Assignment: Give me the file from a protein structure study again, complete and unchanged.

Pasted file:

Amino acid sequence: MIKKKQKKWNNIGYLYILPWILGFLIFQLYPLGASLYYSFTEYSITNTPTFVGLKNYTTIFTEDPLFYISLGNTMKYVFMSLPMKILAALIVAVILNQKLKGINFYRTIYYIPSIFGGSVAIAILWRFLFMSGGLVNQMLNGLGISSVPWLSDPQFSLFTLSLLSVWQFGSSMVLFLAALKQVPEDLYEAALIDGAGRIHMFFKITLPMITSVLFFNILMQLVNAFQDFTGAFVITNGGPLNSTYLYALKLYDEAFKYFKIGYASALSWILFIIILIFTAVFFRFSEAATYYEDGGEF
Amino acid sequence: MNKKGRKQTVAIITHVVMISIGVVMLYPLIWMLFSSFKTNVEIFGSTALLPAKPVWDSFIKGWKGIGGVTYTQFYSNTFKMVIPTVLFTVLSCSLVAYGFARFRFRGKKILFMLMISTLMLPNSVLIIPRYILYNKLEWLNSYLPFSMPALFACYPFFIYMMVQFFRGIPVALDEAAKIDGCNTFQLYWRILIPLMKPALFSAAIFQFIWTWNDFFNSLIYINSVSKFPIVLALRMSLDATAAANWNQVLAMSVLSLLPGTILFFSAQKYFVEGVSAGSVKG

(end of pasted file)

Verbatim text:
Amino acid sequence: MIKKKQKKWNNIGYLYILPWILGFLIFQLYPLGASLYYSFTEYSITNTPTFVGLKNYTTIFTEDPLFYISLGNTMKYVFMSLPMKILAALIVAVILNQKLKGINFYRTIYYIPSIFGGSVAIAILWRFLFMSGGLVNQMLNGLGISSVPWLSDPQFSLFTLSLLSVWQFGSSMVLFLAALKQVPEDLYEAALIDGAGRIHMFFKITLPMITSVLFFNILMQLVNAFQDFTGAFVITNGGPLNSTYLYALKLYDEAFKYFKIGYASALSWILFIIILIFTAVFFRFSEAATYYEDGGEF
Amino acid sequence: MNKKGRKQTVAIITHVVMISIGVVMLYPLIWMLFSSFKTNVEIFGSTALLPAKPVWDSFIKGWKGIGGVTYTQFYSNTFKMVIPTVLFTVLSCSLVAYGFARFRFRGKKILFMLMISTLMLPNSVLIIPRYILYNKLEWLNSYLPFSMPALFACYPFFIYMMVQFFRGIPVALDEAAKIDGCNTFQLYWRILIPLMKPALFSAAIFQFIWTWNDFFNSLIYINSVSKFPIVLALRMSLDATAAANWNQVLAMSVLSLLPGTILFFSAQKYFVEGVSAGSVKG